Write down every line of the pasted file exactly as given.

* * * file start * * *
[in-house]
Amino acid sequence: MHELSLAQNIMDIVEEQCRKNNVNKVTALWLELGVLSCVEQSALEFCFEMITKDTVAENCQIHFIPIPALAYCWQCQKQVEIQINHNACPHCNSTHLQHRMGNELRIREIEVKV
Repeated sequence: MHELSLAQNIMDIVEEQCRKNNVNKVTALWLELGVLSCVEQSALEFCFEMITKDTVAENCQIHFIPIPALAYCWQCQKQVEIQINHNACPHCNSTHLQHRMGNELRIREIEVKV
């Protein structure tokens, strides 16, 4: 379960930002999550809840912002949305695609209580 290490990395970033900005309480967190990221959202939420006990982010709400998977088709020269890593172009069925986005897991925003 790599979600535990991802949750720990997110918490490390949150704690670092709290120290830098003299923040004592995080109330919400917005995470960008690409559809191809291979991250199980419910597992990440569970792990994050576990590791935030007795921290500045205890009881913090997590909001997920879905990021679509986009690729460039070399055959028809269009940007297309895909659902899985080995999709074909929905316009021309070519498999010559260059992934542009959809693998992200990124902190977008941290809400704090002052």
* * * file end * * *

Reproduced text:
[in-house]
Amino acid sequence: MHELSLAQNIMDIVEEQCRKNNVNKVTALWLELGVLSCVEQSALEFCFEMITKDTVAENCQIHFIPIPALAYCWQCQKQVEIQINHNACPHCNSTHLQHRMGNELRIREIEVKV
Repeated sequence: MHELSLAQNIMDIVEEQCRKNNVNKVTALWLELGVLSCVEQSALEFCFEMITKDTVAENCQIHFIPIPALAYCWQCQKQVEIQINHNACPHCNSTHLQHRMGNELRIREIEVKV
């Protein structure tokens, strides 16, 4: 379960930002999550809840912002949305695609209580 290490990395970033900005309480967190990221959202939420006990982010709400998977088709020269890593172009069925986005897991925003 790599979600535990991802949750720990997110918490490390949150704690670092709290120290830098003299923040004592995080109330919400917005995470960008690409559809191809291979991250199980419910597992990440569970792990994050576990590791935030007795921290500045205890009881913090997590909001997920879905990021679509986009690729460039070399055959028809269009940007297309895909659902899985080995999709074909929905316009021309070519498999010559260059992934542009959809693998992200990124902190977008941290809400704090002052």